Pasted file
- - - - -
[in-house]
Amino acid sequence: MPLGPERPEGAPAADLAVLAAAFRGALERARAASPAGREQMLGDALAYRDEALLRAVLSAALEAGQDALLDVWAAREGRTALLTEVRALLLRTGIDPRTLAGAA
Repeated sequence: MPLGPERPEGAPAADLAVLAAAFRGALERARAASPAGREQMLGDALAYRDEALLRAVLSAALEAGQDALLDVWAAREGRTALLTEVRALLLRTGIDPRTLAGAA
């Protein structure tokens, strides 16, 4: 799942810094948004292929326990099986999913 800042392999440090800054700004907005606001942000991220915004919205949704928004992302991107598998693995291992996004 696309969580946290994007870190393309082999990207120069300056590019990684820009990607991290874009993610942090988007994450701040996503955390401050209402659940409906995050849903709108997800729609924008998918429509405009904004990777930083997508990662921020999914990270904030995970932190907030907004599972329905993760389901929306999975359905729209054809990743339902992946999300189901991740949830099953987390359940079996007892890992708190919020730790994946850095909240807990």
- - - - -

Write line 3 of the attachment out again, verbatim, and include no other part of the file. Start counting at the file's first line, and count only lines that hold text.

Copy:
Repeated sequence: MPLGPERPEGAPAADLAVLAAAFRGALERARAASPAGREQMLGDALAYRDEALLRAVLSAALEAGQDALLDVWAAREGRTALLTEVRALLLRTGIDPRTLAGAA